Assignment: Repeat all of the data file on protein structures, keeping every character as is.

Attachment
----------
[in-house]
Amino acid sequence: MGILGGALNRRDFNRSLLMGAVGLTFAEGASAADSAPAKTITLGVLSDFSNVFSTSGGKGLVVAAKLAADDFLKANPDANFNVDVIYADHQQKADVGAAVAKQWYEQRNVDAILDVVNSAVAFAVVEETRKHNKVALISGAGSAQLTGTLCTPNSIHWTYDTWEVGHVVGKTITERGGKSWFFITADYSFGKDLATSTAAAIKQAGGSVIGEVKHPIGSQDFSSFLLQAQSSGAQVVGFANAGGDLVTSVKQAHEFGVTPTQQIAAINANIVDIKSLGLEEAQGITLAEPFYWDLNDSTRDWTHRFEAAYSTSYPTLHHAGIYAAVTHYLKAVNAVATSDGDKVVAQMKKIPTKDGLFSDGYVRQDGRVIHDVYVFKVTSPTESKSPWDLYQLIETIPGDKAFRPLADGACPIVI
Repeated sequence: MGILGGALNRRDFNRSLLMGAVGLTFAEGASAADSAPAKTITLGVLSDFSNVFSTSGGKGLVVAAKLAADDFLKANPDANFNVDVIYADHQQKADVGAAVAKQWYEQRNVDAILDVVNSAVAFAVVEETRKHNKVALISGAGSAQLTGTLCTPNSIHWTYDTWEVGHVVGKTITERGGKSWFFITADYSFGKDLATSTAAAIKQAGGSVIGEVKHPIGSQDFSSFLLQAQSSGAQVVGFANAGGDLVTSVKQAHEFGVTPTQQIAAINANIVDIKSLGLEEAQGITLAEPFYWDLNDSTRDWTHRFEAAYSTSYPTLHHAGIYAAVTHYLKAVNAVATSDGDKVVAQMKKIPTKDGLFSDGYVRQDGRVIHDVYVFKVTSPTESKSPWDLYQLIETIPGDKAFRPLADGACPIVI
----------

[in-house]
Amino acid sequence: MGILGGALNRRDFNRSLLMGAVGLTFAEGASAADSAPAKTITLGVLSDFSNVFSTSGGKGLVVAAKLAADDFLKANPDANFNVDVIYADHQQKADVGAAVAKQWYEQRNVDAILDVVNSAVAFAVVEETRKHNKVALISGAGSAQLTGTLCTPNSIHWTYDTWEVGHVVGKTITERGGKSWFFITADYSFGKDLATSTAAAIKQAGGSVIGEVKHPIGSQDFSSFLLQAQSSGAQVVGFANAGGDLVTSVKQAHEFGVTPTQQIAAINANIVDIKSLGLEEAQGITLAEPFYWDLNDSTRDWTHRFEAAYSTSYPTLHHAGIYAAVTHYLKAVNAVATSDGDKVVAQMKKIPTKDGLFSDGYVRQDGRVIHDVYVFKVTSPTESKSPWDLYQLIETIPGDKAFRPLADGACPIVI
Repeated sequence: MGILGGALNRRDFNRSLLMGAVGLTFAEGASAADSAPAKTITLGVLSDFSNVFSTSGGKGLVVAAKLAADDFLKANPDANFNVDVIYADHQQKADVGAAVAKQWYEQRNVDAILDVVNSAVAFAVVEETRKHNKVALISGAGSAQLTGTLCTPNSIHWTYDTWEVGHVVGKTITERGGKSWFFITADYSFGKDLATSTAAAIKQAGGSVIGEVKHPIGSQDFSSFLLQAQSSGAQVVGFANAGGDLVTSVKQAHEFGVTPTQQIAAINANIVDIKSLGLEEAQGITLAEPFYWDLNDSTRDWTHRFEAAYSTSYPTLHHAGIYAAVTHYLKAVNAVATSDGDKVVAQMKKIPTKDGLFSDGYVRQDGRVIHDVYVFKVTSPTESKSPWDLYQLIETIPGDKAFRPLADGACPIVI